In a speech dominated by thoughts on the balance of rights within the Church of England and society, the Archbishop of Canterbury on Tuesday said he was "profoundly sorry" for the "carelessness" that may have given the impression to homosexual Anglicans that they were ignored or undervalued.
Dr. Rowan Williams said the decision by The Episcopal Church in 2003 to ordain a partnered homosexual bishop had had a "devastating" impact on the freedom of Anglicans elsewhere to proclaim the Gospel, while the freedom of Anglicans in Uganda to support anti-gay legislation had had a "serious impact on the credibility of the Gospel" in other parts of the Anglican Communion.
In an appeal for unity to a global church body that has been wracked by controversy over homosexuality, the Anglican leader said: "The challenges of our local and global Anglican crises have to do with how this shapes our councils and decision-making. It is not a simple plea for the sacrifice of the minority to the majority. But it does mean repeatedly asking how the liberty secured for me or for those like me will actively serve the sanctification of the rest."
He called for a "major change of heart all round" among Anglicans and urged them to "discover an ecclesial fellowship in which we trust each other to act for our good." Without these, he said the prospect of a two-tier Anglican Communion would be likely.
Williams said Anglicans had to make difficult judgments about whether granting freedom to one group would be more likely to undermine the other's freedom and whether or not granting a particular freedom would "set free the possibility of contributing to each other's holiness."
"We may be able to show to the world a face rather different from the anxious, self-protective image that is so much in danger of entrenching itself in the popular mind as the typical Christian position," he said.
"I deeply believe that this church and this synod is still capable of showing that face and pray that God will reveal such a vision in us and for us."
Williams' comments come after the head of the Anglican Church of Uganda, Archbishop Henry Orombi, issued a statement affirming the Ugandan Church's support for the African country's Anti-Homosexuality Bill. Williams, meanwhile, called the bill "repugnant."
The Archbishop of Canterbury was speaking in his presidential address to the Church of England General Synod. His speech has been hailed as one of the best in years by synod members.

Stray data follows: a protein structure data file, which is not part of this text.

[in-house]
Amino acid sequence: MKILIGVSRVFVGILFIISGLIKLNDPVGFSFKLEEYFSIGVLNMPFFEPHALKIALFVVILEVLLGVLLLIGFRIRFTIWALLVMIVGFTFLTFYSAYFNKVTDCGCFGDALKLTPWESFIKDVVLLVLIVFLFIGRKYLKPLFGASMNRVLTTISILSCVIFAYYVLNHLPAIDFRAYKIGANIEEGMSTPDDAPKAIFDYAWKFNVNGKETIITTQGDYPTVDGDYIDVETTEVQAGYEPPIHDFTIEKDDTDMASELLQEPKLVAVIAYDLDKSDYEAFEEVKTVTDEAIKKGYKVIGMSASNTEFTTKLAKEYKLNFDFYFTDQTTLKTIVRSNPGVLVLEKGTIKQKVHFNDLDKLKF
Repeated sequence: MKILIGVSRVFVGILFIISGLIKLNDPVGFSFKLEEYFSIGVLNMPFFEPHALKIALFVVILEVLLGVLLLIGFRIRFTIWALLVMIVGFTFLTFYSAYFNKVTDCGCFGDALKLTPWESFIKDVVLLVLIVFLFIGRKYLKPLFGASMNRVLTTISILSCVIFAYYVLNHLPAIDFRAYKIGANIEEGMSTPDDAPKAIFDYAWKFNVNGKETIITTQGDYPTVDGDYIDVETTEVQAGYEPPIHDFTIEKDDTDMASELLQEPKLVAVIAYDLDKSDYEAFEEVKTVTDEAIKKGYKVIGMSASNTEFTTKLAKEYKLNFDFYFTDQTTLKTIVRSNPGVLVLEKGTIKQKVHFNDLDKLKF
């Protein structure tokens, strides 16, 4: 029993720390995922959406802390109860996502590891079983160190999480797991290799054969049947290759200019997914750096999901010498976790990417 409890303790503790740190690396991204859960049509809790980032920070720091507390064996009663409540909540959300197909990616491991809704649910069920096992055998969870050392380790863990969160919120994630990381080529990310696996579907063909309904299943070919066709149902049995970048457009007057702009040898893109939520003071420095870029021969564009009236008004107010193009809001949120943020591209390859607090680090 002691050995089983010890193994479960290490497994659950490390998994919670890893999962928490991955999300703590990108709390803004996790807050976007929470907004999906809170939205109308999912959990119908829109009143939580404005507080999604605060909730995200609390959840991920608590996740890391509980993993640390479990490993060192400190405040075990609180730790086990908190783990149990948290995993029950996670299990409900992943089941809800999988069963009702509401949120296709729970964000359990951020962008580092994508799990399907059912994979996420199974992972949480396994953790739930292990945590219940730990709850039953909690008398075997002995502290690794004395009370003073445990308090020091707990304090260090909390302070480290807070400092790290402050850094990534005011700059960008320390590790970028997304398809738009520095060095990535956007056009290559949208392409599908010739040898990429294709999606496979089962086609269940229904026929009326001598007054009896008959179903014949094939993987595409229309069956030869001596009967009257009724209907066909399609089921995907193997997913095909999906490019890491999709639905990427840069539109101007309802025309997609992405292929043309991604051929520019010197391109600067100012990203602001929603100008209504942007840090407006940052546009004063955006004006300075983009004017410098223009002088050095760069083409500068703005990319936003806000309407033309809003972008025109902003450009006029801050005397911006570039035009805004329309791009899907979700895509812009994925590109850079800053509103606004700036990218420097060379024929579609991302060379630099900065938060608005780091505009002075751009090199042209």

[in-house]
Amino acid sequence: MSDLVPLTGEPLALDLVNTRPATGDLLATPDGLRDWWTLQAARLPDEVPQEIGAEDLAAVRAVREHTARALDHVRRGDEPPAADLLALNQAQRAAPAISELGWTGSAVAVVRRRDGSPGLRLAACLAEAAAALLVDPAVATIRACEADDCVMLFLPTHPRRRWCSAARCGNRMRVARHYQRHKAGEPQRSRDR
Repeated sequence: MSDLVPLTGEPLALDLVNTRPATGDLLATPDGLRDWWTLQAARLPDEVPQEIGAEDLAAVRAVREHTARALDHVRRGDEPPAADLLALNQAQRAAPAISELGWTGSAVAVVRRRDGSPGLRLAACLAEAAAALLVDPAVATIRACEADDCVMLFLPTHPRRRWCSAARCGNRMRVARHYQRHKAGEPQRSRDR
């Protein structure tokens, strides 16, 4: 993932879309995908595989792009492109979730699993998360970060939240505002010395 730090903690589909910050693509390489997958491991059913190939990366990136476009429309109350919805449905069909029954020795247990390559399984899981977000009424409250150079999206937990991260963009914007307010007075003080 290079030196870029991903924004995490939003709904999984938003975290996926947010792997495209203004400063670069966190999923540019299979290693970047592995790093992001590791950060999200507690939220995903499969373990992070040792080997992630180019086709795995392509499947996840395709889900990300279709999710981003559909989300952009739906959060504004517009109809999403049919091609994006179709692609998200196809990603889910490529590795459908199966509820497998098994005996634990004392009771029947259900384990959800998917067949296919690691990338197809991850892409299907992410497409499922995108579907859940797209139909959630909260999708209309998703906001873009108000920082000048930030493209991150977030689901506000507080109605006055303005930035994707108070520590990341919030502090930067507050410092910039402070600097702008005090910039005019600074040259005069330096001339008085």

Addressing another controversial matter, Williams also warned that legalizing assisted suicide would be a "moral mistake" that would take Britain into "very dangerous territory."
The Director of Public Prosecutions Keir Starmer QC is due to issue finalized guidelines on the circumstances in which someone may be charged for assisting another person in taking their own life.
Although under current law assisting a suicide is a crime punishable by up to 14 years in prison, recent high profile court rulings have thrown the law on so-called "mercy killings" into confusion.
"The church does not assume that it has the right to impose any solution but it will argue fiercely, so long as legal argument continues, that granting a 'right to die' is not only a moral mistake, as I believe myself, but the upsetting of a balance of freedoms," Williams asserted.
"The balance of liberties still comes out against a new legal framework, and in favor of holding to the principle – not that life should be prolonged at all costs, but that the legal initiating of a process whose sole or main purpose is to end life is again to cross a moral boundary, and to enter some very dangerous territory in practical terms."
He expressed concern for the vulnerable in society, stating that they may come to feel manipulated, harassed or demoralized.
Any change to the law, he added, would result in the "worthwhileness" of some lives being "undermined by the legal expression of what feels like public impatience with protracted dying and 'unproductive' lives."
The DPP was asked to draw up guidelines on the legal position on assisted suicide after the House of Lords backed an appeal from multiple sclerosis sufferer Debbie Purdy for clarification on the law.
This was the first time the Archbishop of Canterbury commented publicly on assisted suicide since the DPP indicated last September that those who help another person to end their lives on compassionate grounds are unlikely to face prosecution.
The debate on assisted suicide resurfaced last month when Frances Inglis was sentenced to nine years for murdering her 22-year-old son, Thomas, who suffered from brain damage, a week before a court acquitted Kay Gilderdale of the attempted murder of her 21-year-old daughter, Lynn, a chronic ME sufferer.